Category Archives: walks and hikes

A leisurely day

One of the joys of revisiting the Cotswolds (and England in general) is that we are not driven to see, see, see, so today was a relaxed day.  We wandered through Stow after breakfast, visiting the market cross in the square (thanks, Alamy), about which more later,

stopped by St. Edward’s church with its amazing door,  said to have inspired Tolkien’s Doors of Durin,visited the pharmacy for AO’s ear (stopped up due to the plane?), a lovely little shop where we bought socks for various people, and the bookstore, where I bought a walks guide for Northleach and area. 

Then I left AO to her own devices while I took a little walk suggested in the Stow Walks booklet. The first part, through town and then along a rough track through the village of Maugersbury, was very pleasant, with beautiful views of the landscape and Icomb Hill,  said  to  have  been  the  site  of  a neolithic  hill  fort.The next bit was along the the ancient Fosse Way,  but in this section the Fosse Way goes along the A429, a very busy two-lane road.  Luckily there was a sidewalk for pedestrians but still, some of those trucks came barreling down the hill at a great rate.  Then away from the highway and through a cemetery, along the allotments with these beautiful dahlias, and then to a confusing bit. A friendly fellow pedestrian offered help, so I followed her through a little ture or snicket or alley and found myself back in the town. 

Fortified with the delicious baguettes we had bought earlier, we set out for a mild little trip to Northleach, where our friends Peggy and Eddie spend a few weeks every spring.  The church is a classic perpendicular, and inside were several brasses featuring worthies standing on wool sacks,  from  which  local  fortunes  were  made.  You  can  see  that  they  are  protected  by  these  rugs  most  of  the  time.Shades of Angela Thirkell! The chatty woman at the info desk has children in the US and spoke admiringly of our country – except for the frequent random murders, of course…  We also stopped briefly near Sherborne, where P&E rent their National Trust house. Doesn’t it look ghostly with the autumn grasses?  You get there down a long, long one-lane road, luckily with a few turnouts for oncoming traffic. Beautiful, but I wouldn’t want to be driving down there in the dark!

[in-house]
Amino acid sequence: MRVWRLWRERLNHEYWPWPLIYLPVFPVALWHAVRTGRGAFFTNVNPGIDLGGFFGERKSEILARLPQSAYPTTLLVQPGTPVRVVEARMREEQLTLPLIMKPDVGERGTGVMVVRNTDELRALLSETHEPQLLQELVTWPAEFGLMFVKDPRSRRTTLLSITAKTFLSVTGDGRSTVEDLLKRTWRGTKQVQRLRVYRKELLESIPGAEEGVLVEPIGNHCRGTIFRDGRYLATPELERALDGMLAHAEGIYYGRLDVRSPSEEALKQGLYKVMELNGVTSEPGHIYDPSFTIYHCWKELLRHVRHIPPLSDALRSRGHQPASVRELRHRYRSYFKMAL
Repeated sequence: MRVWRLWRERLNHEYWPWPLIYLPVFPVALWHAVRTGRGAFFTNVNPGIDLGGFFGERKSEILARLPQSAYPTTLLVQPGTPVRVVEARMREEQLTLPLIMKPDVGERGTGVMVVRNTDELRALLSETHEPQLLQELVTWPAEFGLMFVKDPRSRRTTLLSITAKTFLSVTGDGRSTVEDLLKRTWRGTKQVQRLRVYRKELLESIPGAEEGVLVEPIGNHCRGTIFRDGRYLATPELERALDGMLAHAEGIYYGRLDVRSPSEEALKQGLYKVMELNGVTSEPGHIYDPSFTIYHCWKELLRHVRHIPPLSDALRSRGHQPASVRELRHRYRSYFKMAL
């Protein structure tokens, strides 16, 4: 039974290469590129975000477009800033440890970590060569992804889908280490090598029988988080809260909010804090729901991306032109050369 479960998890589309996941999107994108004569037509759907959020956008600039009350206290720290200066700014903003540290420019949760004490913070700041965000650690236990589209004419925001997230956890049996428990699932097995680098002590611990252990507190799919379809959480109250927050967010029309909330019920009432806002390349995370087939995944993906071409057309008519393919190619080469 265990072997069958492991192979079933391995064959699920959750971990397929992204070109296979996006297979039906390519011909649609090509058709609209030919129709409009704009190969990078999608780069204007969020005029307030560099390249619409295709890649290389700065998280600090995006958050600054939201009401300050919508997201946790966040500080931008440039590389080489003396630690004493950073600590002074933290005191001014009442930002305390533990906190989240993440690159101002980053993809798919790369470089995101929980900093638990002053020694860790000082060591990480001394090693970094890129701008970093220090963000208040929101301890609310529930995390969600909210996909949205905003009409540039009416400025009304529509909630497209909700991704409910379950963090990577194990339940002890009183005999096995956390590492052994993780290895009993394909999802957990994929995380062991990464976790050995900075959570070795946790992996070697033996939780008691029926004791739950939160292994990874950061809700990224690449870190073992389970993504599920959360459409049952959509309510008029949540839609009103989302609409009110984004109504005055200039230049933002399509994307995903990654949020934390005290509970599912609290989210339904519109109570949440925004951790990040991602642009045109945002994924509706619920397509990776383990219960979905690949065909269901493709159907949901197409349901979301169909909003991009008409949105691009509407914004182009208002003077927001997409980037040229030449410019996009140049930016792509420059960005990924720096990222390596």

Next on to Burford in search of the garden centre that Peggy touted.  The main street was so congested, and we were not sure of the location, that I finally turned on my phone ($10!!) to get directions.  The centre was a mix of high-end home furnishings and the best garden shop in the world.I picked up some seed packets, and Alison found a darling little bird for her windowsill.

Our final stop was Minster Lovell, a small village along the banks of the Windrush, which we would call a creek or stream rather than a river.  Charming, but nowhere to stop and admire it so we went down the road to the church. Small and nice and obviously hard to maintain, with a shrinking number of congregants and an ancient building in need of maintenance.  But the interior seemed well used and busy. No stained glass, thanks a lot, Henry VIII!

Back towards home, planning to stop at a gas station to top up the air in one of the tires, which causes the car to display exclamation marks.  Unfortunately, even though we got the tire up to 32 psi, the car is still unhappy. Maybe tomorrow. We came back to Stow and the promised roadworks meant we couldn’t take our usual route in, so we ended up in Lower Swell (because once you’re on a road, there’s almost no place to pull over or turn around).  Reversing and retracing our route, we finally found our familiar Sheep Street and home. Driving is always harder at the end of the day. Dinner tonight at The Bell was the best dinner of the trip so far: Lamb for AO, sausages and a rocket salad with pickled shallots for me, both imaginatively cooked. 

Costa Rica wildlife

If I were maintaining this blog for fame or fortune, I’d be in the gutter by now!  But since it’s just for me (and a few of mine), I will randomly post a list of the birds we saw in Costa Rica back in 2016.